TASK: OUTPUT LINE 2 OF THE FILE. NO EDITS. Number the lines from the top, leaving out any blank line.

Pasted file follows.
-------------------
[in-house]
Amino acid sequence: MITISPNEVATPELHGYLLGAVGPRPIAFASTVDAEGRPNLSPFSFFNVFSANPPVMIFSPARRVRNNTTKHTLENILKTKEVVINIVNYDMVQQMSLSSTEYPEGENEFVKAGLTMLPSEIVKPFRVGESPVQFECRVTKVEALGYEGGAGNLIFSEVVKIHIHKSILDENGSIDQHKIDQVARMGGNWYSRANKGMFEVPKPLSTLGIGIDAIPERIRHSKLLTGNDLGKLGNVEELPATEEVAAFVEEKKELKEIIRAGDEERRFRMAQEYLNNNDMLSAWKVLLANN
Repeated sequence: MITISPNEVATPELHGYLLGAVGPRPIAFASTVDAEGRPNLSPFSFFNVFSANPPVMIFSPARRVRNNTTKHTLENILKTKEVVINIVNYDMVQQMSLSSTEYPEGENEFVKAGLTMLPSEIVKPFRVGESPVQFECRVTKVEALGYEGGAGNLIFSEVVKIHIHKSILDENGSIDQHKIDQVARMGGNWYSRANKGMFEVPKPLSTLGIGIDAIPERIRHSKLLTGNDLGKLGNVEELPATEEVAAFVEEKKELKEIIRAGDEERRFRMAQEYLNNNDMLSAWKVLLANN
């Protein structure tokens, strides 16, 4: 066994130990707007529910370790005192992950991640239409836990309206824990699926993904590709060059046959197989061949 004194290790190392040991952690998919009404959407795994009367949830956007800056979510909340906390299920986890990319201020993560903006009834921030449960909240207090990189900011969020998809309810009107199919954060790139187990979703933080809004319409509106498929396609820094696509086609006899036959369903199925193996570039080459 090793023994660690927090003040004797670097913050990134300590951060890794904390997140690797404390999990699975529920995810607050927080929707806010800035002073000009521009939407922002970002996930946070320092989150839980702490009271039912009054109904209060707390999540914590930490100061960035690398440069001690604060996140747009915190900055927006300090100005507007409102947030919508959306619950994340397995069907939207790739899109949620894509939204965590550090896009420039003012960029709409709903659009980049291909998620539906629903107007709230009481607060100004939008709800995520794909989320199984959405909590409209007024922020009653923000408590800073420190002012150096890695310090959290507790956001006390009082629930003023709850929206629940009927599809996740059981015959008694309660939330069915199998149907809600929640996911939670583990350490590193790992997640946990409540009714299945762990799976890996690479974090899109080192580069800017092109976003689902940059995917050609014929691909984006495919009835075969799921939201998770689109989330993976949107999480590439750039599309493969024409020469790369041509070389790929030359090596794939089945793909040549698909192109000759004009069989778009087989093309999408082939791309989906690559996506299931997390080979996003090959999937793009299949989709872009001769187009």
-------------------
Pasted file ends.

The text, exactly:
Amino acid sequence: MITISPNEVATPELHGYLLGAVGPRPIAFASTVDAEGRPNLSPFSFFNVFSANPPVMIFSPARRVRNNTTKHTLENILKTKEVVINIVNYDMVQQMSLSSTEYPEGENEFVKAGLTMLPSEIVKPFRVGESPVQFECRVTKVEALGYEGGAGNLIFSEVVKIHIHKSILDENGSIDQHKIDQVARMGGNWYSRANKGMFEVPKPLSTLGIGIDAIPERIRHSKLLTGNDLGKLGNVEELPATEEVAAFVEEKKELKEIIRAGDEERRFRMAQEYLNNNDMLSAWKVLLANN